Fantasy football frenzy


The Mirror

The National Football League season officially kicks off Sept. 9 with a rematch of the AFC Championship game between the New England Patriots and Indianapolis Colts.

But for tons of football fans across Federal Way and the country, things actually have been underway for a while now. The craze that is fantasy football is making NFL general managers out of construction workers and office secretaries.

“It’s just fun,” said longtime Federal Way resident and Boeing employee Jim Dean, who has been playing fantasy football for 12 years. “It’s basically 17 weeks of entertainment.”

The past couple weeks, fantasy fanatics have been surrounded by stacks of magazines and spent hours in front of computer screens preparing for their upcoming drafts.

Will it be Priest Holmes, LaDainian Tomlinson or Clinton Portis with the first pick? Where does Matt Hasselbeck go? What about Willis McGahee in Buffalo?

This is the time they anticipate all year long.

“Fantasy football is so entertaining because for once in your life you are the president, C.E.O. and chief architect of your own company,” said Lance Giles, who works in communications at Microsoft’s Issaquah campus. “Even if the total cost of the organization is $100, the choices you make for a five-month period could net you a 1,000 percent profit.”

Dean and Giles are among the millions of fantasy football afficionados who have created a huge niche market in the overall landscape of the sports industry.

In the past they were called nerds, oddballs or just plain weird. But now fantasy football geeks have become the norm, and there’s no denying their economic impact in the United States.

About 12 million people across the country play fantasy football, with each one of them shelling out well over $100 a year on league fees, Internet Web site access and other miscellaneous costs.

And when it’s all said and done, the fantasy football industry is expected to generate close to $2 billion during the 2004-05 season — a number that doesn’t include the money shelled out at local bars on drinks and food on game days or the increase in revenue television companies are receiving from subscribers to things like Direct TV’s Sunday NFL Ticket, which shows every game during the course of the season.

“Sundays for us are really productive,” said Ron Zaffino, the owner of the Scoreboard Pub in Federal Way. “I would say between 30 and 40 percent of our business on Sundays are people coming in here with their notebooks and papers, following their fantasy teams.” runs the largest fantasy league paid-subscription business, according to comScore Media Metrix, a Chicago-based Internet audience measurement service. Based in Fort Lauderdale, claims 1 million subscribers, and had its fantasy football revenues increase 36 percent last year to $12 million.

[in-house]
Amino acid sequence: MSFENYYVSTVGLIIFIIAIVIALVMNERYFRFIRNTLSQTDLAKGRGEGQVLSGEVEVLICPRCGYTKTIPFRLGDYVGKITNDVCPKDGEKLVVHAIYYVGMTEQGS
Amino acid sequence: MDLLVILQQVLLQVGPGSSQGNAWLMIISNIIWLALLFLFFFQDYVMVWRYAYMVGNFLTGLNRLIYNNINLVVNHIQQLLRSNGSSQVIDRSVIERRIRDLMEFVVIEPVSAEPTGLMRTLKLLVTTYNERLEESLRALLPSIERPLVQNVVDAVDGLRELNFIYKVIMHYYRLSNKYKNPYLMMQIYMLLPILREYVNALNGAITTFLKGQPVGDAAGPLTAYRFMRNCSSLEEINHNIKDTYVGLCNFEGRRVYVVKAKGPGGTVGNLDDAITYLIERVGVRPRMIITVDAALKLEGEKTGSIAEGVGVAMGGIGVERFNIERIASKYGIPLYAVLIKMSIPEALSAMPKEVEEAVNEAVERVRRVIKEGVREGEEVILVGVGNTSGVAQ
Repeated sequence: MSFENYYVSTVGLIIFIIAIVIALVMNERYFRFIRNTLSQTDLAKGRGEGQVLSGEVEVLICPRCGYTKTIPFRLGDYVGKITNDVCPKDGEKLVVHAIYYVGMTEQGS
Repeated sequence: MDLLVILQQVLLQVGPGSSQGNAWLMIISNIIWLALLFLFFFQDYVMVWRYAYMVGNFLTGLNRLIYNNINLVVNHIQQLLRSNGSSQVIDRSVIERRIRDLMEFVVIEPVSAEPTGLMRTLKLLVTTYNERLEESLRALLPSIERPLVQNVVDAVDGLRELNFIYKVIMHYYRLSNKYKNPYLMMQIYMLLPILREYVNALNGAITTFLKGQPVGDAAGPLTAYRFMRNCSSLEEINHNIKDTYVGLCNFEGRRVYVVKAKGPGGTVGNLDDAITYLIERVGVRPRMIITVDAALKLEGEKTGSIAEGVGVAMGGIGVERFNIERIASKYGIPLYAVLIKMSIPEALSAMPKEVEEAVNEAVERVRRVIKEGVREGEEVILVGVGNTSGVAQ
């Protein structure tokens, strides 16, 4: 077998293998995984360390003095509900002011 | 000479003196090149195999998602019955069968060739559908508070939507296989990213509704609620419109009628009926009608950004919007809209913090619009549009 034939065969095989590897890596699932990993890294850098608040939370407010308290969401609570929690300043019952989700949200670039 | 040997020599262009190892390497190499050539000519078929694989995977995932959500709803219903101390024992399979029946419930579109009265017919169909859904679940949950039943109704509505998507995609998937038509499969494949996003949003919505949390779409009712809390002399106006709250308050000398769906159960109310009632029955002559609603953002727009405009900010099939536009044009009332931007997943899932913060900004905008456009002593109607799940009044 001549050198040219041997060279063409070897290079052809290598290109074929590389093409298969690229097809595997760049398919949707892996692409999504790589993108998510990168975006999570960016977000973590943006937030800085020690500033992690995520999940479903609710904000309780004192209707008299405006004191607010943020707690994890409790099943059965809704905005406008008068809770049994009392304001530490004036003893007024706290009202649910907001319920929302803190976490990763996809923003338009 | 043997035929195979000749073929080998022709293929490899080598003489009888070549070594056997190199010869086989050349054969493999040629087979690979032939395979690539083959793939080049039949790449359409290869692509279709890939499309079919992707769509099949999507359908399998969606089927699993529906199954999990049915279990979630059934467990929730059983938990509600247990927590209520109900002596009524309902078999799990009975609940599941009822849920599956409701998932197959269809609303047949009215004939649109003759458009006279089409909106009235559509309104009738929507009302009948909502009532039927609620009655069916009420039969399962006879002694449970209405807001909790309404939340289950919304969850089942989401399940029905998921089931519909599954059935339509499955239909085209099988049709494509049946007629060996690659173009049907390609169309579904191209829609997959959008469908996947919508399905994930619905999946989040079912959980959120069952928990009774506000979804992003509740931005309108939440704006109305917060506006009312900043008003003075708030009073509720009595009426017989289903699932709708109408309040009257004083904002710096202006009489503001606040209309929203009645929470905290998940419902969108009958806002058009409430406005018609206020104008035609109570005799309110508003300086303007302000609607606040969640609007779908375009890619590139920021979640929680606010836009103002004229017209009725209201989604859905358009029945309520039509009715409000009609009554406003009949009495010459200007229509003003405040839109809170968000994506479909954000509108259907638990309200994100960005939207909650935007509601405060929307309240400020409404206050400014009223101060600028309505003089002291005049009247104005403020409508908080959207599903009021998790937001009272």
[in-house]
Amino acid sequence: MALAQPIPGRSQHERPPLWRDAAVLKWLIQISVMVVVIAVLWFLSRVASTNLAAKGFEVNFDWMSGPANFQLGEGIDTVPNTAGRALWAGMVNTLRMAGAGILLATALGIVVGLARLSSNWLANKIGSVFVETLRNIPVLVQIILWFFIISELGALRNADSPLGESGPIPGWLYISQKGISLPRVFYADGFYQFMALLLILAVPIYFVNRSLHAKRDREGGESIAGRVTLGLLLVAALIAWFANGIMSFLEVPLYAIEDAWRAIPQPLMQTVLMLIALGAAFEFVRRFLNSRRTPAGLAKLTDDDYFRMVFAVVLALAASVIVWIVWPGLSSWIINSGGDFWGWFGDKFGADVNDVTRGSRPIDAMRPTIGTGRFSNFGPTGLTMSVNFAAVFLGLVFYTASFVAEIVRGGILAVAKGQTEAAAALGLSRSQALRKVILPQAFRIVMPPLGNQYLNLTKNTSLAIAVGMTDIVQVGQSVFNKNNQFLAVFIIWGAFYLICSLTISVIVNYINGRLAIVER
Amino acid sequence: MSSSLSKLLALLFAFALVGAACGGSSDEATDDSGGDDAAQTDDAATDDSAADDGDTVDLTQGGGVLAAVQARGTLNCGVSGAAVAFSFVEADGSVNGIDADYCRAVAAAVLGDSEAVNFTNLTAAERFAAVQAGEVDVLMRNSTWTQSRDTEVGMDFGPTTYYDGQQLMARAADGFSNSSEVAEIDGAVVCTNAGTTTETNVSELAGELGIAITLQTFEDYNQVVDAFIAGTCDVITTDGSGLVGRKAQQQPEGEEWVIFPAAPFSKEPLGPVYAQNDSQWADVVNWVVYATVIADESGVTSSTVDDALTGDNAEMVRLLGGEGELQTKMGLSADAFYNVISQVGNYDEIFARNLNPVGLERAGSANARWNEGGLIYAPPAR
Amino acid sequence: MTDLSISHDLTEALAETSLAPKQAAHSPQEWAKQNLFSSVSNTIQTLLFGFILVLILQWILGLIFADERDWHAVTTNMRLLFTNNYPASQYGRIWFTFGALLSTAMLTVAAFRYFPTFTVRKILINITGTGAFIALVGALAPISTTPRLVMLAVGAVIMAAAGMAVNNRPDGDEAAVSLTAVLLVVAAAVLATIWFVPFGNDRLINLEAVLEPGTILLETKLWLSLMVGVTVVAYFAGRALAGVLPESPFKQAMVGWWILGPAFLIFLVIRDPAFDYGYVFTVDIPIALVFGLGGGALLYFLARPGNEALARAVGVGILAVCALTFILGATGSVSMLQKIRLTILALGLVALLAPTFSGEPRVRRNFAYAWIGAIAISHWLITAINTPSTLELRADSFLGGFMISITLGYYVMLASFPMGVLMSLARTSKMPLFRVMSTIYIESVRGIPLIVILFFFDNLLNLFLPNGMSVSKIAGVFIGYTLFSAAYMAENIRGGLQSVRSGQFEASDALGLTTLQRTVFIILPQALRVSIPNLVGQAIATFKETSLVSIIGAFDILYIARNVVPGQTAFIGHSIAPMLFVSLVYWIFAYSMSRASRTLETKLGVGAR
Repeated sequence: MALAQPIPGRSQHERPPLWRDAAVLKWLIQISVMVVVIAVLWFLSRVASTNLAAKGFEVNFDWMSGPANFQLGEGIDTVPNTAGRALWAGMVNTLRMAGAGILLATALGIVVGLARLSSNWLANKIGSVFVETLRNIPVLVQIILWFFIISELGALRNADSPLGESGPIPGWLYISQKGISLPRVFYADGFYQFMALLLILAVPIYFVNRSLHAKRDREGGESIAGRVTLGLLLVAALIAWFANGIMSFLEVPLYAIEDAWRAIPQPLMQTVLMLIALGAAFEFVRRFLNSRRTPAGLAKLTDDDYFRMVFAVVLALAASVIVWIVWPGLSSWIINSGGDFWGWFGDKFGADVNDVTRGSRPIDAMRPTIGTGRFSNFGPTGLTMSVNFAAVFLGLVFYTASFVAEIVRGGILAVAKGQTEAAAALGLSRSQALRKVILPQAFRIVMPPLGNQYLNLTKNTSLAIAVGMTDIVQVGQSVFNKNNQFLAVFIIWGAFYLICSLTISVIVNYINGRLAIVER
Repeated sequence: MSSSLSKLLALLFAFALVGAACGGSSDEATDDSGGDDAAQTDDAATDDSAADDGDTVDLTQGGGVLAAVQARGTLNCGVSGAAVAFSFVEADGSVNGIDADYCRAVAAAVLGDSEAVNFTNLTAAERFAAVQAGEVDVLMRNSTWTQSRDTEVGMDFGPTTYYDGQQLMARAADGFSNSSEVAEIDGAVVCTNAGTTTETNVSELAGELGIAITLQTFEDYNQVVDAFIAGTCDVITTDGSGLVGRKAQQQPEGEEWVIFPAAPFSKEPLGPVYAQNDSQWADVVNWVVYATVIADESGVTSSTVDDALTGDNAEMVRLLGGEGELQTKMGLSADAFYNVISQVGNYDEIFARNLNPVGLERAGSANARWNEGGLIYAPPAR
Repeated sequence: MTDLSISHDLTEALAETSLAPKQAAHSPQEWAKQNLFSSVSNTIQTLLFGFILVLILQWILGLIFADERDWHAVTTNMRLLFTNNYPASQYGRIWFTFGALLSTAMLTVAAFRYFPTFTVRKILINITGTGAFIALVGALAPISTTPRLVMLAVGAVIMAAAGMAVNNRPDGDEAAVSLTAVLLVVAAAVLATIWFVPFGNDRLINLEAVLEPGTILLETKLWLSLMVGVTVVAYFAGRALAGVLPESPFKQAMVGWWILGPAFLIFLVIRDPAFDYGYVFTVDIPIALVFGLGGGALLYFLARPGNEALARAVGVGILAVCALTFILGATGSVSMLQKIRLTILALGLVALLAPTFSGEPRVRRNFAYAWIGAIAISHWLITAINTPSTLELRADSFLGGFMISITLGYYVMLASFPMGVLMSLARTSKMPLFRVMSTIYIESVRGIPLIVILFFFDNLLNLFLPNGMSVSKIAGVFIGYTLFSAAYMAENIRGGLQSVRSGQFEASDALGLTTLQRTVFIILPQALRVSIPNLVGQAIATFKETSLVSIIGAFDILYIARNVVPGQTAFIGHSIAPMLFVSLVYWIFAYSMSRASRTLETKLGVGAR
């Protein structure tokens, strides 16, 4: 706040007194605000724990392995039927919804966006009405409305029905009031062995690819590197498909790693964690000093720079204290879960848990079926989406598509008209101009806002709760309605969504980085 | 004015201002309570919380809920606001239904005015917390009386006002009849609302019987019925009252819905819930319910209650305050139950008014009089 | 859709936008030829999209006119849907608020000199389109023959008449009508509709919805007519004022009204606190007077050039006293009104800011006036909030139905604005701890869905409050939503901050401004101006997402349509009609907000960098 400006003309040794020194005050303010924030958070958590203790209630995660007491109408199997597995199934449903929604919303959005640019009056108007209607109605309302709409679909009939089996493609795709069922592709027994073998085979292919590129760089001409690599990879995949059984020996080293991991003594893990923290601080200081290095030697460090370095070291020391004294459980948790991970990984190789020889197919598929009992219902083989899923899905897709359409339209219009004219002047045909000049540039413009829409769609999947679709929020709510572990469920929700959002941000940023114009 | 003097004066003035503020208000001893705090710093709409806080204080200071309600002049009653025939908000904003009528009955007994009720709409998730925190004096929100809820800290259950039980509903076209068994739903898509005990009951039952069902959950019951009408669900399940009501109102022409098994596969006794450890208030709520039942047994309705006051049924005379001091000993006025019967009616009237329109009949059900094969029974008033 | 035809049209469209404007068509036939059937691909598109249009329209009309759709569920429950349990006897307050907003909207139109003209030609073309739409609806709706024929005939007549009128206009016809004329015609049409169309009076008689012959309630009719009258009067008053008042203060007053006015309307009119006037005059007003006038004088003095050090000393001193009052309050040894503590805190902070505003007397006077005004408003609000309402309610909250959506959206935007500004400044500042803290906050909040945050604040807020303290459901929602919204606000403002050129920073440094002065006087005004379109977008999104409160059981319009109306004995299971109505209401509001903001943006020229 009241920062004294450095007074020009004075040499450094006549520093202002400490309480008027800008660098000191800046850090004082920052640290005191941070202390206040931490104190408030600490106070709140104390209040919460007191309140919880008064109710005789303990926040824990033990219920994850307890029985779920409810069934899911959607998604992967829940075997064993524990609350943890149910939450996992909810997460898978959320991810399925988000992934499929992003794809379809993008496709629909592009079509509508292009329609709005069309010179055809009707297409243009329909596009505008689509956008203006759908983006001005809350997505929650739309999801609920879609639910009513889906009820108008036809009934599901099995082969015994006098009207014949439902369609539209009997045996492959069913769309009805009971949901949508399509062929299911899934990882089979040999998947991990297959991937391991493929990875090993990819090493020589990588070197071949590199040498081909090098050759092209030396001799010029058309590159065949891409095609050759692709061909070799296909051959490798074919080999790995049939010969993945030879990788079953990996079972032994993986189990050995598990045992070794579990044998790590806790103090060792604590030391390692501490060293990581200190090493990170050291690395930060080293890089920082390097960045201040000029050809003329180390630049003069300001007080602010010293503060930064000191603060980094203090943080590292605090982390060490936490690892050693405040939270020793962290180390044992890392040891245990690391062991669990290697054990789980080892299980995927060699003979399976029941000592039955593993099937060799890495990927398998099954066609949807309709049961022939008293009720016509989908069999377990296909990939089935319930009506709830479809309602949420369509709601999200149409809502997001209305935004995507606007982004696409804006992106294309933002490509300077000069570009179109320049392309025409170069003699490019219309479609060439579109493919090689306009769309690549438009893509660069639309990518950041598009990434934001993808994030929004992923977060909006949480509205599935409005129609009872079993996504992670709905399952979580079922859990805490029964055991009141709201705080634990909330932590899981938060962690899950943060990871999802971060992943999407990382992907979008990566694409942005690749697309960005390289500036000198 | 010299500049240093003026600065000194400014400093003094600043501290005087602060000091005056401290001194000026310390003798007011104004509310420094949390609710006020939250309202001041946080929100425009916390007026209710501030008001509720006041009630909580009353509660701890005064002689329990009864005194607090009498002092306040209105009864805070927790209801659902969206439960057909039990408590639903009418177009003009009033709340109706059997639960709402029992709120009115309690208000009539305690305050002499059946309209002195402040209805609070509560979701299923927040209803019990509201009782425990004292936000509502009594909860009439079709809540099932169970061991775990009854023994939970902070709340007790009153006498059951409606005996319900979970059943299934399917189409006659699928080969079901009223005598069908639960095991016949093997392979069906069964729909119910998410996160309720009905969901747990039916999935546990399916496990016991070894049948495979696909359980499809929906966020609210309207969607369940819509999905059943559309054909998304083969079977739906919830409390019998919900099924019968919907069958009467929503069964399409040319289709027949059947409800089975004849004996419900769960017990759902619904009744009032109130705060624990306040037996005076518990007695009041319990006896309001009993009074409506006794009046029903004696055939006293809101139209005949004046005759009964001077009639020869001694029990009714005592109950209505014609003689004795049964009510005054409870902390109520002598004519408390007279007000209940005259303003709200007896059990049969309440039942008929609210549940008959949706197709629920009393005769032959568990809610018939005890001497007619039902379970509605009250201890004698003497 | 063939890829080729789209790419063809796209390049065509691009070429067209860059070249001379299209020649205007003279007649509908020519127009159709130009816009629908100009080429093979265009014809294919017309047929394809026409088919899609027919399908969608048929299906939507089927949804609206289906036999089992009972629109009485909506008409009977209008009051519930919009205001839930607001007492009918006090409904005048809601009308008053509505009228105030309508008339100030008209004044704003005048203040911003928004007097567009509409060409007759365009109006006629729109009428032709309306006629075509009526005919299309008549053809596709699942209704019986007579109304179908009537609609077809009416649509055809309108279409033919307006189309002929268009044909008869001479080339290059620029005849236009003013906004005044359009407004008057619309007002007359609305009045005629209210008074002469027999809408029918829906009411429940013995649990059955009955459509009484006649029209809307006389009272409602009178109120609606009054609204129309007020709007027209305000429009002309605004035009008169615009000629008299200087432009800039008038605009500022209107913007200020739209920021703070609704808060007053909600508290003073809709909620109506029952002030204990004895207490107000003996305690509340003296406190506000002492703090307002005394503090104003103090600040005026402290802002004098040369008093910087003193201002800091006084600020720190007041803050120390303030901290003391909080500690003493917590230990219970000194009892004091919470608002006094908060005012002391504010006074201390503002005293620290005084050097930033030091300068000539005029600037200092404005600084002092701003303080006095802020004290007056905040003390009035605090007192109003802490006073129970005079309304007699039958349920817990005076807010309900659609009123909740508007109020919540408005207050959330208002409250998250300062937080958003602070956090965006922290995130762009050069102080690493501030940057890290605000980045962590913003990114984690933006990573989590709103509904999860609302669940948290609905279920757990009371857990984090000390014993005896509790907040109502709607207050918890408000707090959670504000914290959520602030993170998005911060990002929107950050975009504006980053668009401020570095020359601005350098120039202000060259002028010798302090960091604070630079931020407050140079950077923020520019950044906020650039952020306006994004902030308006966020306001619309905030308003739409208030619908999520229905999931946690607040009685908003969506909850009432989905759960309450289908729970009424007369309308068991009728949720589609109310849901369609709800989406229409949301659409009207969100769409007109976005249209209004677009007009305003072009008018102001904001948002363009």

While maintains the largest paid-subscription site,, with 3 million users, features the industry’s largest number of players.

The difference is that Yahoo’s basic fantasy game is free.’s packages start at $14.95 per team and can reach $499.95 per team for the “Fantasy Football Diamond” package.

“The Internet has really made it crazy,” Zaffino said. “But it’s really cool. We have league’s that have been meeting in here and do their drafts for years.”

The premise of fantasy football is simple. Team owners draft real NFL players, make weekly lineups, then get points for how their players do during the actual games.

Owners go head-to-head throughout the season, culminating in the playoffs and a fantasy Super Bowl. While most leagues offer monetary payouts to the champion and other top finishers, any fantasy league participant will say the bragging rights are where it’s at.

“I would say I spend two to three hours a week minimum on my fantasy football Web site,” Giles said. “And most of the time is spent trash-talking about the performance of my team. It’s almost like a real life game of poker.”

Fantasy football stemmed from the ideas of Wilfred Winkenbach. In the late 1950s, he had developed the first fantasy sport, golf, in which each participant would draft a team of professional golfers and the lowest combined score at the end of a tournament would win. He then applied this concept to baseball, using home-run hitters and pitching statistics.

By 1962, Winkenbach, who owned part of the Oakland Raiders, presented his idea for fantasy football to two writers for the Oakland Tribune in a Manhattan hotel. The three quickly formed an eight-team league, based on the point system they came up with that night: 10 points for an extra point, 25 points for a passing touchdown, 25 points for a touchdown reception, 25 points for a field goal, and 200 points for a punt, kickoff, or interception returned for a touchdown.

The early years involved few leagues, but serious players. Many of the participants stopped playing because it was too strenuous looking through statistics every week and remembering to call in with their starting rosters.

Things are a lot different nowadays thanks, in large part, to the Internet.

Fantasy football Web sites, like Yahoo, Sportsline and, now offer real-time updates, strategies and opinions on who to start and who to bench and a click of the mouse will change your lineup. ESPN is also conducting a fantasy football pay-per-view event next Saturday. For $19.95, players will get analysis from ESPN’s top football talent.

“That’s the biggest difference I’ve seen in my years of playing,” said Dean, who will compete in two leagues for sure, and maybe three, about the Internet. “There is now such an availability of leagues. There’s online leagues and you can just look in the paper to join other leagues.

“It’s big business now. I can’t believe how fast it’s grown.”

Sports editor Casey Olson: 925-5565,

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